James Hardie, the company responsible for the production of many asbestos cement building products in Australia, has seen an unexpected increase in asbestos compensation claims in Australia over the past year. Exposure to asbestos fibres is known to cause life-threatening diseases such as malignant lung cancers, asbestosis and mesothelioma. Compensation for such diseases is available throughout Australia.
This financial year, the average claim settlement in Australia for James Hardie victims was $231,000. This $12,000 increase is largely a result of an increase in mesothelioma claims in Australia, from 456 to 542 claims over 12 months.
James Hardie is now expected to pay $117 million extra to a special victims’ fund. This brings the company’s asbestos liability to approximately $1.7 billion.
Mining giant BHP Billiton could be liable for punitive damages in other cases following the South Australian Supreme Court ruling in June 2012 that the company exposed certain workers to asbestos knowing of the health risks.
The decision upheld last year’s Adelaide District Court ruling, which awarded 82-year-old asbestosis sufferer William Parker $52,124.93 – plus $20,000 in punitive damages – for working in BHP’s Whyalla shipyards between 1971 and 1972.
The landmark victory is the first successful case (on appeal) under the South Australian Dust Diseases Act to award punitive damages against a company for ignoring the health hazards of asbestos exposure, (such as mesothelioma).
The majority of the Full Court of the Supreme Court of South Australia handed its decision down on Monday, saying that the risk to Mr Parker’s health was “foreseeable” and that BHP had failed to take reasonable steps in order to protect him, such as testing for asbestos or providing workers with protective marks and equipment.
The judgment stated that Mr Parker’s asbestosis was a result of “the systemic failure by BHP to make its workplace safe… by 1971 it was known that some exposure to asbestos could result in conditions which were incurable, irreversible and possibly fatal.”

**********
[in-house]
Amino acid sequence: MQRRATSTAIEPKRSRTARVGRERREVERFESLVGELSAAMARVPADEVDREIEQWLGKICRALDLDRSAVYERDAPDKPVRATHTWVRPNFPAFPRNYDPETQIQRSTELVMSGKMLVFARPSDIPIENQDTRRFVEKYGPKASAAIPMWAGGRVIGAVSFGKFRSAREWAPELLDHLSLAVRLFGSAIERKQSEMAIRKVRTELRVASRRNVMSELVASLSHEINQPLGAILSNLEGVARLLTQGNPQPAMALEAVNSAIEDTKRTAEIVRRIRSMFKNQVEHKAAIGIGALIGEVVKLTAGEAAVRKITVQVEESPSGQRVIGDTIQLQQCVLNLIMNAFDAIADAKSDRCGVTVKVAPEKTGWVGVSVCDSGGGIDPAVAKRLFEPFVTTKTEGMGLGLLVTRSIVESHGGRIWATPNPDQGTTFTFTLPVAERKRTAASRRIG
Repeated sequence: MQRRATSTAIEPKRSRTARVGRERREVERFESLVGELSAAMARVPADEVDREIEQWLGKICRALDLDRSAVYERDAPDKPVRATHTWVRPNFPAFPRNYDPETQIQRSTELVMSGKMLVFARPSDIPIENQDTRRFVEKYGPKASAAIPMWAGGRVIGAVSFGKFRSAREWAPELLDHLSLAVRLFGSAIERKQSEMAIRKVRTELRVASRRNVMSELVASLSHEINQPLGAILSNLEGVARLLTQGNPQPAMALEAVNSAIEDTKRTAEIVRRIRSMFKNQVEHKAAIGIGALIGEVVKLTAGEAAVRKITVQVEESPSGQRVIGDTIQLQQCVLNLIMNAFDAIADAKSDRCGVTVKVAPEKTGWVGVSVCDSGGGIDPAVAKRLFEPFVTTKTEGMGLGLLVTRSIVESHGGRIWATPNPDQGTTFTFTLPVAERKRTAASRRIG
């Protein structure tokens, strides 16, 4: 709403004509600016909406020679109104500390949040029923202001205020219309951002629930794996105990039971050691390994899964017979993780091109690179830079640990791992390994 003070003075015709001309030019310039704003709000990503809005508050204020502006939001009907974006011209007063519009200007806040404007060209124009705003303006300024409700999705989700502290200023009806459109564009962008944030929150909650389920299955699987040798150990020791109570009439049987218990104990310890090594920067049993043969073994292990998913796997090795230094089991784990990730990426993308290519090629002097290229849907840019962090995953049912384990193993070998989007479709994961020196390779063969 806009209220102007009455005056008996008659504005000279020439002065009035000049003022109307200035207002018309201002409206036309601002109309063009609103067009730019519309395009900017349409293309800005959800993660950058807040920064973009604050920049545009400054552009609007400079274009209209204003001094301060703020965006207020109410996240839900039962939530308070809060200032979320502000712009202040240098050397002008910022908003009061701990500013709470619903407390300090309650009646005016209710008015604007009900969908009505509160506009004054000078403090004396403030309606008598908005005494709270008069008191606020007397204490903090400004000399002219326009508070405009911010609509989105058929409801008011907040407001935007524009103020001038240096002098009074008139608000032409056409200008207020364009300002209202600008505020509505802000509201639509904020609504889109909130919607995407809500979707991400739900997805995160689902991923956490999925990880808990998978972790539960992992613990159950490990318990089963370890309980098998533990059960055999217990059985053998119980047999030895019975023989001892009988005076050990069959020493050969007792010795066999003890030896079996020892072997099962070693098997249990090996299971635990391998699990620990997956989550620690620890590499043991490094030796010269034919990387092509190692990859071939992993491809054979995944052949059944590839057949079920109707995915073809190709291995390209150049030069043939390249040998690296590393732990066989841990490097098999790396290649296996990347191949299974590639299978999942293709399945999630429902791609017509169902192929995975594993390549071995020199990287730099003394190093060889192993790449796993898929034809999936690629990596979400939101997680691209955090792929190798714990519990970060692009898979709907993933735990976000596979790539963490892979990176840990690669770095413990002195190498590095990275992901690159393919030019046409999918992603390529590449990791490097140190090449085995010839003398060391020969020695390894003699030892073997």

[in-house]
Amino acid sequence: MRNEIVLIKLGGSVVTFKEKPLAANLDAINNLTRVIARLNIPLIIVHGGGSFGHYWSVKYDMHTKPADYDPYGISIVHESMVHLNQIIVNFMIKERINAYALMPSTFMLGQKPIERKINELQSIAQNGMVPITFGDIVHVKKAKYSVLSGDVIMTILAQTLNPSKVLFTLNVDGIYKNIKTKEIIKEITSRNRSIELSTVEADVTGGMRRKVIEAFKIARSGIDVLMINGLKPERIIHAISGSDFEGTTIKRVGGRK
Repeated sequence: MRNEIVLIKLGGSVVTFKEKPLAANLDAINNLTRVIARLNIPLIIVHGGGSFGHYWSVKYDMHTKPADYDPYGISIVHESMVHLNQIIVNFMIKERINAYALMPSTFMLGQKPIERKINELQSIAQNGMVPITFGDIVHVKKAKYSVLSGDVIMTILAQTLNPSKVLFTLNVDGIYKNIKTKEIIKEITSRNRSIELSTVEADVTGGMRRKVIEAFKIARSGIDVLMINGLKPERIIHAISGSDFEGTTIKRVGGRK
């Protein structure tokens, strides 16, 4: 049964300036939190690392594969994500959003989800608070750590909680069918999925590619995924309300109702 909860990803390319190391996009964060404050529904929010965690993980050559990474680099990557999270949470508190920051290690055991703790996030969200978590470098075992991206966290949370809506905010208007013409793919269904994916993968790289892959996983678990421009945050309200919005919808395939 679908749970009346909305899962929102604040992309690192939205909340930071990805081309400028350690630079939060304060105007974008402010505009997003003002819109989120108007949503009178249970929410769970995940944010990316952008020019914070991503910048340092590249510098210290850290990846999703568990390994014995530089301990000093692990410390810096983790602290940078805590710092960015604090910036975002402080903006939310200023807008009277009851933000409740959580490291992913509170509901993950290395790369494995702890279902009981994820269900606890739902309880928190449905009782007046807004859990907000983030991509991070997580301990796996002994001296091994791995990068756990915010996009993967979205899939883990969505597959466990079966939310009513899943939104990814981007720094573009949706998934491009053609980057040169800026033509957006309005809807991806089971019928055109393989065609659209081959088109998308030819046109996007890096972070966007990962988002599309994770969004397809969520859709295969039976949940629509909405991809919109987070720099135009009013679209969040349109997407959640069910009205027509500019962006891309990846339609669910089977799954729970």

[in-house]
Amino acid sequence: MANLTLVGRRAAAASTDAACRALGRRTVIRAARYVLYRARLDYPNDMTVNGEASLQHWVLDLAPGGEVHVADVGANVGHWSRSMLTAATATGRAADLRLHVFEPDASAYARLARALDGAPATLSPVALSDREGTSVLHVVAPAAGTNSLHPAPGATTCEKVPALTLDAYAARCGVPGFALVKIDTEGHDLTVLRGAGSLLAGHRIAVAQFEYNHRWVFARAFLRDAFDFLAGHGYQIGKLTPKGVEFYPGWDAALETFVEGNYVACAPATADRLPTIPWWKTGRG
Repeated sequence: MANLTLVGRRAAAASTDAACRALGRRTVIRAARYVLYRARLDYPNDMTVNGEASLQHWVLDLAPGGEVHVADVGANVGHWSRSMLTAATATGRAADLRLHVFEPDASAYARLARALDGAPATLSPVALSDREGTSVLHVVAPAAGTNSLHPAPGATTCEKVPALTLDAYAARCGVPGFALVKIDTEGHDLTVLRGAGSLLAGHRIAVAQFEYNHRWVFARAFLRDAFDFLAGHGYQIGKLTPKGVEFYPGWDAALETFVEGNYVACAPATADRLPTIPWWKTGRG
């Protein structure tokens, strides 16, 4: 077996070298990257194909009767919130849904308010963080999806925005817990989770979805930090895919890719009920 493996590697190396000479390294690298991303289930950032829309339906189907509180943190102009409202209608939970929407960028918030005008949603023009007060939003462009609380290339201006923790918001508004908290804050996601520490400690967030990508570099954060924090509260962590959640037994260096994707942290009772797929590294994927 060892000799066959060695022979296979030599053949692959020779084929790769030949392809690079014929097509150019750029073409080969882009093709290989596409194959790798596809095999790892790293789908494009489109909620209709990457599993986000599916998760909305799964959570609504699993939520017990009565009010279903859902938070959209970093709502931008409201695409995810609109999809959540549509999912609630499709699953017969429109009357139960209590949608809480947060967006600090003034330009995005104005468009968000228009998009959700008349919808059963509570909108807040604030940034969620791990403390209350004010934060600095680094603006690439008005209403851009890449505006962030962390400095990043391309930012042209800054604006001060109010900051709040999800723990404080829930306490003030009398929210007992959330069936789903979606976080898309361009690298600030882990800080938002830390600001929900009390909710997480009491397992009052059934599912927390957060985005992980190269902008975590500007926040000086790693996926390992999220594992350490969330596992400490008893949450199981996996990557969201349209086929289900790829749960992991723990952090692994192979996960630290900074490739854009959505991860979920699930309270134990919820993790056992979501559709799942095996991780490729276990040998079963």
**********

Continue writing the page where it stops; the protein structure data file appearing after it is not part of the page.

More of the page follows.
The finding is expected to impact other South Australian asbestos compensation claims that are currently before the Courts, and possibly those in other Australian states such as New South Wales and Victoria, as well as future claims.
A number of years ago, the South Australian parliament enacted legislation to assist South Australia asbestos compensation claims. Since this time, many claims for asbestosis compensation and mesothelioma compensation have been made.
Experts predict an influx of asbestos-related compensation claims after an ‘unusual’ recent court decision in north Queensland, Australia.
Rod Fraser has been awarded an undisclosed compensation amount by WorkCover Queensland after his brother Andrew died from mesothelioma followiong exposure to asbestos while working at the Prosperine Sugar Mill, Queensland, for six months in 1982.
Queensland Industrial Magistrates Court ruled that Mr Fraser and his wife and children were financially supported by his late brother, a finding that has been deemed ‘unusual’ by the plaintiff’s lawyer, as brothers are not usually deemed to be dependents.
The sugar industry is seeing an increasing number of people claiming mesothelioma compensation for exposure to asbestos, a dangerous substance that was often used as an insulator in sugar mills until the 1980s.
This is because the usual latency period between when someone is exposed to asbestos and diagnosis of an asbestos-related disease such as mesothelioma can be as high as 40 years. As a result, the number of asbestos sufferers is expected to peak in around 2025.
Cases of mesothelioma and other asbestos-related compensation have been brought in all Australian states including New South Wales, South Australia and Victoria.
Mesothelioma compensation in New South Wales was dealt a blow on 14 May 2012 when the NSW Government refused to adopt the recommendations of the New South Wales Law Reform Commission.
The Commission had recommended the removal of a defence that allowed Defendants such as James Hardie to off set or reduce asbestos compensation payments to widows in dependency claims.
Further, the Commission had recommended pain and suffering compensation survive if asbestos court proceedings were commenced within 12 months of a person dying from an asbestos condition such as mesothelioma.
Asbestos and mesothelioma compensation claims in South Australia, and asbestos and mesothelioma compensation claims in Victoria, do not allow a Defendant to put up the Defence to a claim that results in an offset to a dependency asbestos claim.
It is hoped the New South Wales Government will sit down with representatives of James Hardie to try and nut out a new deal to ensure asbestos compensation reforms are made to assist those affected by asbestos conditions.